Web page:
“Tina,” she said. “I know you’re disappointed, but I don’t think now is the time to jump ship. The company is going through a transition. If you stay, your rewards will be so big. If you go, how long is it going to take you somewhere else to even be considered as a VP?”
Tina sat on the edge of her desk, closed her eyes, sighed. Nikki was right. That’s why she’d called her. Nikki always saw reason. Perhaps that’s what happened when you married a member of Congress. You learned how to speak reason to unreasonable people. Tina breathed out. “Girl, thanks for calling me back. I mighta just walked out and ran right to my war chest.”
Nikki laughed. The war chest was a list of people Tina had met from other firms, people she knew who thought she was alright. People she could drop feelers to to see if they had a job. The only problem was the market was tight now. Getting a job wouldn’t necessarily be easy and leaving when she didn’t have the financial war chest, meant she couldn’t wait it out.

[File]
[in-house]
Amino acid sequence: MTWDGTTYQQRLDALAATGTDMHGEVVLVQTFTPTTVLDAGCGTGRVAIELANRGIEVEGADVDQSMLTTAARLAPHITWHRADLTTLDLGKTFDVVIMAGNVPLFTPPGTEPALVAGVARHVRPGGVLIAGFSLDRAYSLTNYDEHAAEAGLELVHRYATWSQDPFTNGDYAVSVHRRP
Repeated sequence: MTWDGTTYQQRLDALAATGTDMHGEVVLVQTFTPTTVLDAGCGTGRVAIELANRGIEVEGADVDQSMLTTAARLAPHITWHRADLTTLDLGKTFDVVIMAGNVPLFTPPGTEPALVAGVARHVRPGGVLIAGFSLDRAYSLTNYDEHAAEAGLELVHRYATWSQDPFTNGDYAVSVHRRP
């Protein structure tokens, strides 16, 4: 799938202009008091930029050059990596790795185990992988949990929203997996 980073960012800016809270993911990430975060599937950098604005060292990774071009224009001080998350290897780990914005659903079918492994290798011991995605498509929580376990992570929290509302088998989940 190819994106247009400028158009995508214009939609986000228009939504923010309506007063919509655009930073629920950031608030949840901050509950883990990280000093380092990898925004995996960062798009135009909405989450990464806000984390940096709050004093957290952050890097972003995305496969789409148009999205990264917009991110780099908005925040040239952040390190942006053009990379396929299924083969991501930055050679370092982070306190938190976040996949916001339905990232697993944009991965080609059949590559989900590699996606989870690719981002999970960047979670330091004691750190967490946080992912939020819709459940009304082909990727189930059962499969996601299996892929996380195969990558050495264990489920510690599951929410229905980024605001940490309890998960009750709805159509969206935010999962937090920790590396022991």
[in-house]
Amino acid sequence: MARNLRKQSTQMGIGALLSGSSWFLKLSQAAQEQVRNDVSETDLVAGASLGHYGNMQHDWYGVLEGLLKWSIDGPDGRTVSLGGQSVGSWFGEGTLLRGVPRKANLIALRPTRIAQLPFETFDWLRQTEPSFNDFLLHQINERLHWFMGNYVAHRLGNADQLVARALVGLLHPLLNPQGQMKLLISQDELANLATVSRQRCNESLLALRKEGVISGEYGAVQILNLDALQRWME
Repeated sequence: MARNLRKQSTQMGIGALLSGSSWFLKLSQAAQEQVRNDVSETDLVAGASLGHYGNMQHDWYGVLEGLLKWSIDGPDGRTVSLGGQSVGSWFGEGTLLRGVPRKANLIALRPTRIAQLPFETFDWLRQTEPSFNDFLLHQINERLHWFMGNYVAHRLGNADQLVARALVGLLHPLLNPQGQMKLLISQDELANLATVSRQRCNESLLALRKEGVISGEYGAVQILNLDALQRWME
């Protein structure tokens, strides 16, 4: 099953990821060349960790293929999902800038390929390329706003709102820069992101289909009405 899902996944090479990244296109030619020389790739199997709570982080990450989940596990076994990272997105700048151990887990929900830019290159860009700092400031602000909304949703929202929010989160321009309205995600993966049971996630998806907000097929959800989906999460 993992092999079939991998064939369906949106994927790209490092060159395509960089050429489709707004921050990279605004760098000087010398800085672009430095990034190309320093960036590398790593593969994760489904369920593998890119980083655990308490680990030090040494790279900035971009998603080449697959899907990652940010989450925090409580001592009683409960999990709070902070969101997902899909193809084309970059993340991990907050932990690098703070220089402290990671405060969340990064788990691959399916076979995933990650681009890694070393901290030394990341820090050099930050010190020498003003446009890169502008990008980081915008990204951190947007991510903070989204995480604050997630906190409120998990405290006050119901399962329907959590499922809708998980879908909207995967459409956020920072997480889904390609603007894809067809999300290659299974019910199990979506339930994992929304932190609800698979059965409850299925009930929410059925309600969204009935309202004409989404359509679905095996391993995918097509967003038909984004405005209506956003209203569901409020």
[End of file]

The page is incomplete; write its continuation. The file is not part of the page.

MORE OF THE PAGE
“Chin up,” Nikki said.
“Is that what white chocolate says?” Tina teased. She liked to call Nikki’s husband, a Midwest native who looked like a classic farm boy, white chocolate. While Tina really liked Mike and especially appreciated how great he treated her best friend, she didn’t appreciate the lingo — chin up, for example — he’d introduced to her vocabulary.
“Sometimes,” Nikki admitted. “And it’s a good attitude to have.”
“Yeah, whatevs,” Tina said.
Nikki sighed, and Tina could imagine her shaking her head at Tina’s incorrigibility.
“Listen,” Nikki said, “I haven’t got the boxes unpacked yet, but if you don’t mind the clutter, I’d love to see you. Why don’t you come over tonight after work. You can tell me about it, and I’ll make you dinner. Mike’s working late. Just us girls.”
Tina smiled. A girls’ night on a Monday. Then she remembered Javier. Generally, “chicks before dicks” was a good saying, but it had been too long since Tina had had a good dick, so she’d have to pass on Nikki’s offer. “Ohhh,” Tina said, trying to sound disappointed. “I’ve got a work thing tonight. How about tomorrow?”
Nikki laughed. “I’m pretty sure Mike is working late tomorrow, too, so you’ve got a date.”
Tina filed that one away. Was Mike abandoning her girl now that he was serving as a U.S. Representative? She didn’t like the sound of that. “Alright, I’ll call you later.”